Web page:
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Changes coming for CLRA youth leagues

 

Adam Minichino

 

Roger Short and members of the Columbus-Lowndes Recreation Authority staff have been busy preparing for the upcoming youth baseball and softball seasons, and plenty of changes are in store for coaches and players. 

 

The biggest move CLRA will make in 2013 involves a switch from slow- to fast-pitch softball in the recreational leagues. Short, the executive director of CLRA, said the authority moved from slow- to fast-pitch softball several years ago and saw a decline in the number of girls involved, so it opted to bring slow-pitch softball back. This year, though, Short sees the decision to focus on fast-pitch softball as a reflection of changing times throughout the state and the country. 

 

"We're one of the last little pockets of slow-pitch softball left in the state," Short said. "We really picked up on it a lot last year when it came time for slow-pitch state tournaments. Our ASA slow-pitch state tournaments were real small, and it is just time to make that change." 

 

Short said the 7- to 8-year-old softball leagues will continue to be coach-pitch. He said the 9-10, 11-12, and 13-15 will play fast-pitch softball. To aid in the transition for the younger players who might not have been exposed to fast-pitch softball, Short said CLRA will offer three free clinics that will feature members of the Mississippi State University softball program. He said the clinics will teach fundamentals on how to be a fast-pitch pitchers. He said he isn't sure when the clinics will be, but that they will be somewhere in Columbus. 

 

"High schools are still playing slow-pitch softball, but they are really focusing on fast-pitch softball," Short said. "It's a nationwide trend, so we're going to get on board and get the player up to a point where they should be by the time they get to the high school programs. They are going to remain recreational programs, so we want to make sure they have fun." 

 

In regard to the start of the season, Short said the 9-10 teams will begin hitting off a pitching machine to help them adjust to the velocity of the pitching. He said about midway through the season the teams will transition to live pitching by players. 

 

"If we don't get them out there pitching at some point, when they get to the 11- to 12-year-old league, they're not going to know anything," Short said. 

 

Short said provisions will be made that each 9-10 team has someone on its roster with pitching experience or who will be a potential pitcher. He said the transition from slow- to fast-pitch softball is exciting because it figures to help the high school programs have a more experienced feeder system.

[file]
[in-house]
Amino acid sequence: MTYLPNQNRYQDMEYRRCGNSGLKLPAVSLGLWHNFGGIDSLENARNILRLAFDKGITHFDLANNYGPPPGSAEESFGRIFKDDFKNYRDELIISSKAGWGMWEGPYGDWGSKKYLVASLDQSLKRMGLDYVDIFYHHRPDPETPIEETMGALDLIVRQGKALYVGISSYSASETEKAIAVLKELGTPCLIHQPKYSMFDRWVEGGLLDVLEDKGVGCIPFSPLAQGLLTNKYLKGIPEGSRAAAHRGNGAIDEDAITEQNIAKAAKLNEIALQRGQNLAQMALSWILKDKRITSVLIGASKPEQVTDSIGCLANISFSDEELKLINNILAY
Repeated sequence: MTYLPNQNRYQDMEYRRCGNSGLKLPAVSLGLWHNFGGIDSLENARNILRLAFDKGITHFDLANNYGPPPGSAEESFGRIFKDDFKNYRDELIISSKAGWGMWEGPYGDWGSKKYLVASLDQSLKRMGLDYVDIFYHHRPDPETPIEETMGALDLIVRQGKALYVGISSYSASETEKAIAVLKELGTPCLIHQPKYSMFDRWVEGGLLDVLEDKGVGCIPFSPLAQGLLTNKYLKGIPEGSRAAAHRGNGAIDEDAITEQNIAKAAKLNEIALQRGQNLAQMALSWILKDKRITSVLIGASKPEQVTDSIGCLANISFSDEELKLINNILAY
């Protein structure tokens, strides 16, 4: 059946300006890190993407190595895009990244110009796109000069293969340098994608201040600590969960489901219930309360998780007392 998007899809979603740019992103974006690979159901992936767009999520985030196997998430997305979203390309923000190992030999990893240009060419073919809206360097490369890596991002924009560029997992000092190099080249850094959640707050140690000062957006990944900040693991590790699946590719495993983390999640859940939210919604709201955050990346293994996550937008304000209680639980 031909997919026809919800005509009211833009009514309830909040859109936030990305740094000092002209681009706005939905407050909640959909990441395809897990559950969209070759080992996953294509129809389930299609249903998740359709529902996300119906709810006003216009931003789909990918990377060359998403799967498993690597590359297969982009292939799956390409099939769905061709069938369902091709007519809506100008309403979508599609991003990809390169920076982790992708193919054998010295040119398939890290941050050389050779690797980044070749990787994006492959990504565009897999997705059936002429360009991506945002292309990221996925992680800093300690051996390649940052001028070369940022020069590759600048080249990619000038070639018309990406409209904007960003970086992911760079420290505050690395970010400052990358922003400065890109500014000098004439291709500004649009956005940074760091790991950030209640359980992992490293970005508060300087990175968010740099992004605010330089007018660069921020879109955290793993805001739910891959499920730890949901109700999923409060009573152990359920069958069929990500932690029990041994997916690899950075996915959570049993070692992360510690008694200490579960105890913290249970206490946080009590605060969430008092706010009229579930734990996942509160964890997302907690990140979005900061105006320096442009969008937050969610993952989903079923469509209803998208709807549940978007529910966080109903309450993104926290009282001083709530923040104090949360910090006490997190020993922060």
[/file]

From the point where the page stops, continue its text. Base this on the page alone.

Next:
"I have talked with several of our rec coaches and some of the high school coaches, and they like the idea of going to fast-pitch softball," Short said. "There is support out there. There is always going to be that little group that loves the slow-pitch game. There is going to be that group that loves the fast-pitch game. Then there is going to be that group like with our Haley (Tutor, Short's daughter, who is a player at East Mississippi Community College) that loves both. She just wants to play the game. ... I just think we have to look at what is in the best interest for the kids. If fast-pitch softball is the way everybody is going, I think that is the way we have to go." 

 

Registration for all baseball and softball age groups begins Jan. 2, 2013, at the CLRA office. For more information, call 327-4935, or visit www.clra.net. 

 

In baseball, Short said the fences for the 11- to 12-year-old teams will be moved from 200 to 225 and 250 feet. He said the change on the fields was made after tournament organizers saw the number of home runs that were hit last year at the state tournament. 

 

In addition, Goodman and Gartman fields will be used for 11- to 12-year-old baseball. Dillon and Shepherd fields will be for 9-10 baseball. The distance for the fences in 9-10 baseball will remain the same. The height of the backstop on Goodman Field also was extended due to its proximity to the street. 

 

Powell and Patterson fields will be for 7-8 baseball. 

 

"We think those things are going to be good changes," Short said. 

 

Another change involves the times of games. Short said baseball and softball games will start only at 6 p.m. while schools are in session. He said the change was made to get players home earlier on school nights. Short said the switch could mean baseball and softball teams have extended seasons or teams might have to play games on Saturdays. If that needs to happen, Short said adjustments will be made. 

 

As far as uniforms, Short said CLRA will move from Major League Baseball-themed uniforms to ones that feature the name of the local sponsor across the front of the jersey, much like CLRA does for its soccer jerseys. The jerseys will be Under Armour type of climate-cool material. 

 

Another change involves the times of games. Short said baseball and softball games will start only at 6 p.m. while schools are in session. He said the change was made to get players home earlier on school nights. Short said the switch could mean baseball and softball teams have extended seasons or teams might have to play games on Saturdays. If that needs to happen, Short said adjustments will be made. 

 

As far as uniforms, Short said CLRA will move from Major League Baseball-themed uniforms to ones that feature the name of the local sponsor across the front of the jersey, much like CLRA does for its soccer jerseys. The jerseys will be Under Armour type of climate-cool material.

 

Adam Minichino is the Sports Editor for The Commercial Dispatch.

 

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